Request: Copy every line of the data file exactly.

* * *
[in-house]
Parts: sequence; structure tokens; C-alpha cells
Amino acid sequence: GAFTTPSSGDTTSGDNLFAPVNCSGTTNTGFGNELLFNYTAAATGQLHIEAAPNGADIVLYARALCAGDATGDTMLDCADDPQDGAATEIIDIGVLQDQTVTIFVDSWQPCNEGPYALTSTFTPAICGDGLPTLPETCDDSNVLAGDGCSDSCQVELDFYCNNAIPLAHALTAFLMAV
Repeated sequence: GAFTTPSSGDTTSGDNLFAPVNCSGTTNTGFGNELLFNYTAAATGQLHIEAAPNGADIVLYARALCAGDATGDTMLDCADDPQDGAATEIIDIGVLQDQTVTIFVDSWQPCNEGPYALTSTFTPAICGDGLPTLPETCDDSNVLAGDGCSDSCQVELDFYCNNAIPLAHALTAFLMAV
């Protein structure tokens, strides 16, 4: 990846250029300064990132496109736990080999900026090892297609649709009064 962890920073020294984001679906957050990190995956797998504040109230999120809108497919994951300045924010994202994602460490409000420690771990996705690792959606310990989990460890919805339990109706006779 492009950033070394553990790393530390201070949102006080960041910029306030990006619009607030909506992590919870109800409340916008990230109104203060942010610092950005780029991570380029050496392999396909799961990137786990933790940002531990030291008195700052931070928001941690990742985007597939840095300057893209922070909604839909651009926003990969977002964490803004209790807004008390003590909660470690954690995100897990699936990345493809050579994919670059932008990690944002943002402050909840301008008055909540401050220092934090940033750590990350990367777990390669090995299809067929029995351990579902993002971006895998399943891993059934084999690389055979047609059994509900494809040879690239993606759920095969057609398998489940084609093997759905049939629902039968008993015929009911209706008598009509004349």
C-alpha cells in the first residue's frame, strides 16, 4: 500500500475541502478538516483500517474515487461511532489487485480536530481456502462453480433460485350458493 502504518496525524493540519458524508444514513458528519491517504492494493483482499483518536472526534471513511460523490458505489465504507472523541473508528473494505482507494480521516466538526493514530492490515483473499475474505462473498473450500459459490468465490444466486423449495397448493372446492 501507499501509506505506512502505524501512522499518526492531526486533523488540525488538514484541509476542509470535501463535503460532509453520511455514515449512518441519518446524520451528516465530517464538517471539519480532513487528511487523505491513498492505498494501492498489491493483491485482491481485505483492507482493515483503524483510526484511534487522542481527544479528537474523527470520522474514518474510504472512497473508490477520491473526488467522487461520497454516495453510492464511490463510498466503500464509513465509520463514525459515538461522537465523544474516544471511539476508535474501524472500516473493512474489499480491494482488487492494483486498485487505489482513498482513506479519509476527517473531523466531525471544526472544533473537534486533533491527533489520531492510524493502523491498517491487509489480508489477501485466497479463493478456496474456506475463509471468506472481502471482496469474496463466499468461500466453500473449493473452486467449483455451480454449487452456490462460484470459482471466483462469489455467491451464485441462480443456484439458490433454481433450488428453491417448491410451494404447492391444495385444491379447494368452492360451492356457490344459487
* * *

[in-house]
Parts: sequence; structure tokens; C-alpha cells
Amino acid sequence: GAFTTPSSGDTTSGDNLFAPVNCSGTTNTGFGNELLFNYTAAATGQLHIEAAPNGADIVLYARALCAGDATGDTMLDCADDPQDGAATEIIDIGVLQDQTVTIFVDSWQPCNEGPYALTSTFTPAICGDGLPTLPETCDDSNVLAGDGCSDSCQVELDFYCNNAIPLAHALTAFLMAV
Repeated sequence: GAFTTPSSGDTTSGDNLFAPVNCSGTTNTGFGNELLFNYTAAATGQLHIEAAPNGADIVLYARALCAGDATGDTMLDCADDPQDGAATEIIDIGVLQDQTVTIFVDSWQPCNEGPYALTSTFTPAICGDGLPTLPETCDDSNVLAGDGCSDSCQVELDFYCNNAIPLAHALTAFLMAV
């Protein structure tokens, strides 16, 4: 990846250029300064990132496109736990080999900026090892297609649709009064 962890920073020294984001679906957050990190995956797998504040109230999120809108497919994951300045924010994202994602460490409000420690771990996705690792959606310990989990460890919805339990109706006779 492009950033070394553990790393530390201070949102006080960041910029306030990006619009607030909506992590919870109800409340916008990230109104203060942010610092950005780029991570380029050496392999396909799961990137786990933790940002531990030291008195700052931070928001941690990742985007597939840095300057893209922070909604839909651009926003990969977002964490803004209790807004008390003590909660470690954690995100897990699936990345493809050579994919670059932008990690944002943002402050909840301008008055909540401050220092934090940033750590990350990367777990390669090995299809067929029995351990579902993002971006895998399943891993059934084999690389055979047609059994509900494809040879690239993606759920095969057609398998489940084609093997759905049939629902039968008993015929009911209706008598009509004349």
C-alpha cells in the first residue's frame, strides 16, 4: 500500500475541502478538516483500517474515487461511532489487485480536530481456502462453480433460485350458493 502504518496525524493540519458524508444514513458528519491517504492494493483482499483518536472526534471513511460523490458505489465504507472523541473508528473494505482507494480521516466538526493514530492490515483473499475474505462473498473450500459459490468465490444466486423449495397448493372446492 501507499501509506505506512502505524501512522499518526492531526486533523488540525488538514484541509476542509470535501463535503460532509453520511455514515449512518441519518446524520451528516465530517464538517471539519480532513487528511487523505491513498492505498494501492498489491493483491485482491481485505483492507482493515483503524483510526484511534487522542481527544479528537474523527470520522474514518474510504472512497473508490477520491473526488467522487461520497454516495453510492464511490463510498466503500464509513465509520463514525459515538461522537465523544474516544471511539476508535474501524472500516473493512474489499480491494482488487492494483486498485487505489482513498482513506479519509476527517473531523466531525471544526472544533473537534486533533491527533489520531492510524493502523491498517491487509489480508489477501485466497479463493478456496474456506475463509471468506472481502471482496469474496463466499468461500466453500473449493473452486467449483455451480454449487452456490462460484470459482471466483462469489455467491451464485441462480443456484439458490433454481433450488428453491417448491410451494404447492391444495385444491379447494368452492360451492356457490344459487